Brittle nails and white spots

Brittle toenails and fingernails can be a sign of deficiency. Possible causes include a lack of vitamin A, vitamin B (especially vitamin B12 and folic acid), vitamin C, vitamin D or  biotin . Likewise, too much vitamin A can be responsible for splitting nails. An undersupply of calcium, magnesium or  iron  can also cause brittle nails.

A zinc deficiency can also lead to the so-called Beau Reil transverse furrows of the nails, while a brown discoloration of the nails can indicate a vitamin B12 deficiency.

White spots on fingernails are often associated with a calcium deficiency. Contrary to popular belief, however, there is no mineral deficiency behind it, but mostly an injury to the nail root, for example in the course of somewhat too rough nail care.

Concentration problems as a deficiency symptom

Difficulty concentrating can have many different causes. One possible explanation is a nutrient deficiency. Possible triggers include, for example, a lack of vitamin D, iron, vitamin B6, vitamin B12 or magnesium. In addition, an insufficient intake of  carbohydrates  can lead to blood sugar fluctuations and, as a result, to a drop in performance with impaired concentration.

Muscle weakness due to nutrient deficiency

The term muscle weakness is used when the muscles tire exceptionally quickly. Numerous diseases can be behind the symptom, but it can also be a deficiency symptom. Possible causes include a vitamin D deficiency and a protein deficiency, i.e. a protein deficiency. This can occur in particular as a result of malnutrition or an unbalanced diet. A lot of sport and a  vegan  diet can increase the risk of protein deficiency, which is also more common in older people.

Night blindness: a sign of a vitamin deficiency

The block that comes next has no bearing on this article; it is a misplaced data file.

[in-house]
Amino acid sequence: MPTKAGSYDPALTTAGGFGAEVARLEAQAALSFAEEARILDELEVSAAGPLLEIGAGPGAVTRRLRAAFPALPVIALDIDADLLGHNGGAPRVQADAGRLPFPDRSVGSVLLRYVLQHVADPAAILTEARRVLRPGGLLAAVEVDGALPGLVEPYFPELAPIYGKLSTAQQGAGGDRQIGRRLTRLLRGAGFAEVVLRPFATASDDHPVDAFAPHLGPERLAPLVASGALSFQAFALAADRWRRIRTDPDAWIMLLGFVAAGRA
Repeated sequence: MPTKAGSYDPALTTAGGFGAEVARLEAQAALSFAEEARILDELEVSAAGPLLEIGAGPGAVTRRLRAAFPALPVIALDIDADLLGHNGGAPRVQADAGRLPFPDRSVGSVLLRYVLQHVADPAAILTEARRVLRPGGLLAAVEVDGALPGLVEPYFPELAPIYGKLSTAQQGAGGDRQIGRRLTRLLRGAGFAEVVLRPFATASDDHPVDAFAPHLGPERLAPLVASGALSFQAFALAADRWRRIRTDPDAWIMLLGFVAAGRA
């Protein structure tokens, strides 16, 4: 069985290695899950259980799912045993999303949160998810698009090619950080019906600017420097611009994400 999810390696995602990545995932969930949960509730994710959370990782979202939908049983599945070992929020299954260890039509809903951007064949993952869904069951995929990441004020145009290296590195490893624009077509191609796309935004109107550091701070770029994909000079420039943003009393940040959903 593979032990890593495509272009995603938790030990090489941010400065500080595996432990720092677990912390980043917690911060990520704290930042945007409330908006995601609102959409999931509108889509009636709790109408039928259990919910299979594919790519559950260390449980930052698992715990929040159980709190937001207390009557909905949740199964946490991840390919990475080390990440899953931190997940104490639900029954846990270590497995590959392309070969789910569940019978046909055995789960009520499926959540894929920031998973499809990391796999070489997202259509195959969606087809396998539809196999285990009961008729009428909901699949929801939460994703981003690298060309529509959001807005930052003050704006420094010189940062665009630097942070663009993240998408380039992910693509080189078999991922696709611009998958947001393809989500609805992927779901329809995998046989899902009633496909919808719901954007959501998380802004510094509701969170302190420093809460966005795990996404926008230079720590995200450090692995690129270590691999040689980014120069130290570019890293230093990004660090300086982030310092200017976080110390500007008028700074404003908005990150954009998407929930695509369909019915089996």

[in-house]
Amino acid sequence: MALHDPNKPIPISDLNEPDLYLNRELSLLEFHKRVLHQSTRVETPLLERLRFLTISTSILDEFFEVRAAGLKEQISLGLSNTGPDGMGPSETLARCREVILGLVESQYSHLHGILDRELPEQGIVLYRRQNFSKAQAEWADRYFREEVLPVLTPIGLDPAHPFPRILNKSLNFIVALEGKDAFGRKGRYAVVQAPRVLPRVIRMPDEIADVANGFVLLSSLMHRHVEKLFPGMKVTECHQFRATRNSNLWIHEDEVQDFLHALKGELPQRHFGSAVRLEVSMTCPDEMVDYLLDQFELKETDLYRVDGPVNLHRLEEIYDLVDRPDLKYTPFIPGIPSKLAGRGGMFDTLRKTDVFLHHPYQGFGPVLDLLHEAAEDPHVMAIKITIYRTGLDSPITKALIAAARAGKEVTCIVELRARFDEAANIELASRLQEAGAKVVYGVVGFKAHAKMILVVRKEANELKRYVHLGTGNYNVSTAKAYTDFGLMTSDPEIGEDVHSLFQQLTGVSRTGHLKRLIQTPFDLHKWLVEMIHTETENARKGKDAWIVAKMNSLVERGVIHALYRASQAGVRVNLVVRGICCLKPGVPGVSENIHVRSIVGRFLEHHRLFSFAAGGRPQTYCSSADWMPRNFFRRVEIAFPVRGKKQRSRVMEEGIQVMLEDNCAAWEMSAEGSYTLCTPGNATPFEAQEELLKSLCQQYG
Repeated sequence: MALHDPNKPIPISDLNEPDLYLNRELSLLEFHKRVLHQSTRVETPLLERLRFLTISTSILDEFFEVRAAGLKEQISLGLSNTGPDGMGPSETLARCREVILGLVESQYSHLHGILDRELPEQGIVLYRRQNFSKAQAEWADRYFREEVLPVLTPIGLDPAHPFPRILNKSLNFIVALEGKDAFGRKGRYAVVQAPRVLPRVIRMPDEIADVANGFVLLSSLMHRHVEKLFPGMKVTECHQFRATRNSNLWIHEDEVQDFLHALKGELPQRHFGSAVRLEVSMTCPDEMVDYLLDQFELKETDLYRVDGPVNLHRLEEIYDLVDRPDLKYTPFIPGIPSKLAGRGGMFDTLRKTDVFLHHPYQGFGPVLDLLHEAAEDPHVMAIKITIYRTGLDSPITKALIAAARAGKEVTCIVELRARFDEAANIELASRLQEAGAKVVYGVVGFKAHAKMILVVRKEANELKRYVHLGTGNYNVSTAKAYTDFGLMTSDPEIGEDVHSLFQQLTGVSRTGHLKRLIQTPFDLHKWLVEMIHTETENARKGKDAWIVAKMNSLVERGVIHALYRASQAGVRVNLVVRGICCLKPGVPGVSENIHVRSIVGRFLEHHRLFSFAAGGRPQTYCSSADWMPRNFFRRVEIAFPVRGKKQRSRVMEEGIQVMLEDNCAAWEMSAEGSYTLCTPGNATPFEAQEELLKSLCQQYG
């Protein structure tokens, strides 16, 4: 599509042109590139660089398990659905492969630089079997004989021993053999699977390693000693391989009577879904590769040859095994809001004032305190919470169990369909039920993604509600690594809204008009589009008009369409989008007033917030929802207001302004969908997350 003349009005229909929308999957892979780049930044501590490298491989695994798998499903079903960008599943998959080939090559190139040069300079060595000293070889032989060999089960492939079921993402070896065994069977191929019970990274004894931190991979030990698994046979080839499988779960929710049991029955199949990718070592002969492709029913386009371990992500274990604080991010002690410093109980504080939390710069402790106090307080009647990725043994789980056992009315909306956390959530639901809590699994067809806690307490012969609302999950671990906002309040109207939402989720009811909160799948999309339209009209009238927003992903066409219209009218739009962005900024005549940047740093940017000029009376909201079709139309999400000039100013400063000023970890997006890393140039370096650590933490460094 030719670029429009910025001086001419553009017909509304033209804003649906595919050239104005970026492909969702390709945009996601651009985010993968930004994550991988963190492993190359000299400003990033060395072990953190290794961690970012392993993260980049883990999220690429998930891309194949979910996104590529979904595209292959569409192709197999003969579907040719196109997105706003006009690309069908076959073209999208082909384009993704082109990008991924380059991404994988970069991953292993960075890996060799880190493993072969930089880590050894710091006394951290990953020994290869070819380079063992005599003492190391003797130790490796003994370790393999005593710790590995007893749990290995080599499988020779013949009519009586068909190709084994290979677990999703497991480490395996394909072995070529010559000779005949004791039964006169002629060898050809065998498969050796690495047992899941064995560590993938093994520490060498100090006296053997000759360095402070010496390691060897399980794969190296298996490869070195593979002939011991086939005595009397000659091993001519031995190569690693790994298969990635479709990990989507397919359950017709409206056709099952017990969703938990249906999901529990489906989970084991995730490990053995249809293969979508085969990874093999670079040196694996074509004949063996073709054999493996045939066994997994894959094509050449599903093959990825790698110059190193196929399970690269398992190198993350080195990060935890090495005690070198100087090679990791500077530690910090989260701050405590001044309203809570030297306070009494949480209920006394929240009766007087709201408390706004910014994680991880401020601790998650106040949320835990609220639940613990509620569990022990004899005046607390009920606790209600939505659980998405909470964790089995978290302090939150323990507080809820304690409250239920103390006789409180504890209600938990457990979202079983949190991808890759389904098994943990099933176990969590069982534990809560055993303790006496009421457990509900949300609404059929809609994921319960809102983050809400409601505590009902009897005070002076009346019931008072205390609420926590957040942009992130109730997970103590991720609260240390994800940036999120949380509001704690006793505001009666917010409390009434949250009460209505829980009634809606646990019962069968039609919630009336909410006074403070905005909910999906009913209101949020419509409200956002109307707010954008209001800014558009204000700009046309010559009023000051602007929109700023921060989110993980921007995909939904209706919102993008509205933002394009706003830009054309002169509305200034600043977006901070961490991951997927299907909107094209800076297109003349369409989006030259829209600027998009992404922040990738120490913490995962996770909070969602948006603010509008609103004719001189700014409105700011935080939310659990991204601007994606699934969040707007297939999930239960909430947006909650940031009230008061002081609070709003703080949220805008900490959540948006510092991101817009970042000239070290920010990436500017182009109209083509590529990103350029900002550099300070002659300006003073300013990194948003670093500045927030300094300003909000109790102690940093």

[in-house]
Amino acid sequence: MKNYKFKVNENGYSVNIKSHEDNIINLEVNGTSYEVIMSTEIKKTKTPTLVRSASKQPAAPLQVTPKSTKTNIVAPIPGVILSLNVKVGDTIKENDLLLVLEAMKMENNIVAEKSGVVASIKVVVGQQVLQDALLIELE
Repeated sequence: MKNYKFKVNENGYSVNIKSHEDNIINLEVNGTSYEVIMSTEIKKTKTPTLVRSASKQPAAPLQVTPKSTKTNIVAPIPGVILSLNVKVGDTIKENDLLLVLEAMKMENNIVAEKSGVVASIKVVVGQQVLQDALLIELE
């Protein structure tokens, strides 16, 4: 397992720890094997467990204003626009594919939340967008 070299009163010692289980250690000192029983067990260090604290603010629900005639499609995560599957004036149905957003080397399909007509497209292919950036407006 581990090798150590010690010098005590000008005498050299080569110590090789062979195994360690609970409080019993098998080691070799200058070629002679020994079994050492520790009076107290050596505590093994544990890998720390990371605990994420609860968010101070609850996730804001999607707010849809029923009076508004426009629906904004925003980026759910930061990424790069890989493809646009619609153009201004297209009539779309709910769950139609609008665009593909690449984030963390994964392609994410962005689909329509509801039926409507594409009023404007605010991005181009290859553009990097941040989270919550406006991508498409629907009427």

Night blindness causes sufferers to have difficulty seeing at night and at dusk, while vision is unaffected during the day. There can be various reasons for this. A possible cause, although rare in Europe, is a severe  vitamin A deficiency . Problems with color vision and dry eyes often occur at the same time. A severe zinc deficiency can also be behind night blindness, since the trace element influences the vitamin A metabolism.

Heart palpitations – possible symptom of deficiency

The rhythm of our heartbeat is influenced, among other things, by the two minerals potassium and magnesium. If these two nutrients are not in balance, so-called extrasystoles can occur, i.e. extra beats that are usually harmless. Such a palpitations can lead to dangerous cardiac arrhythmia , especially in the case of an existing heart disease   . Therefore, the suspicion of a potassium deficiency or magnesium deficiency should be clarified by a doctor.

In addition, a lack of iron or folic acid can cause heart palpitations.

Pallor as a possible deficiency symptom

Pale skin is not always a sign of a nutrient deficiency – after all, there are different skin types. However, if the skin appears unusually pale, this could indicate a deficiency. It is possible that  anemia is  behind the pallor – in most cases it is caused by an iron deficiency, but a lack of folic acid or vitamin B12 can also be the reason. Anemia is usually accompanied by other symptoms such as tiredness and exhaustion.

Increased susceptibility to infections as a result of a deficiency

Our immune system depends on a variety of different nutrients. Without an adequate supply of micronutrients, the immune system cannot function properly. Anyone who keeps getting sick or is slow to recover from colds and other infections may have a weakened immune system.

Even if diseases and medication as well as too much stress, cigarettes or alcohol can weaken the immune system, it is often just a lack of nutrients that is behind it. In particular, vitamin C, vitamin A, vitamin D and vitamin E as well as the trace elements  zinc , iron and selenium are required for the immune system.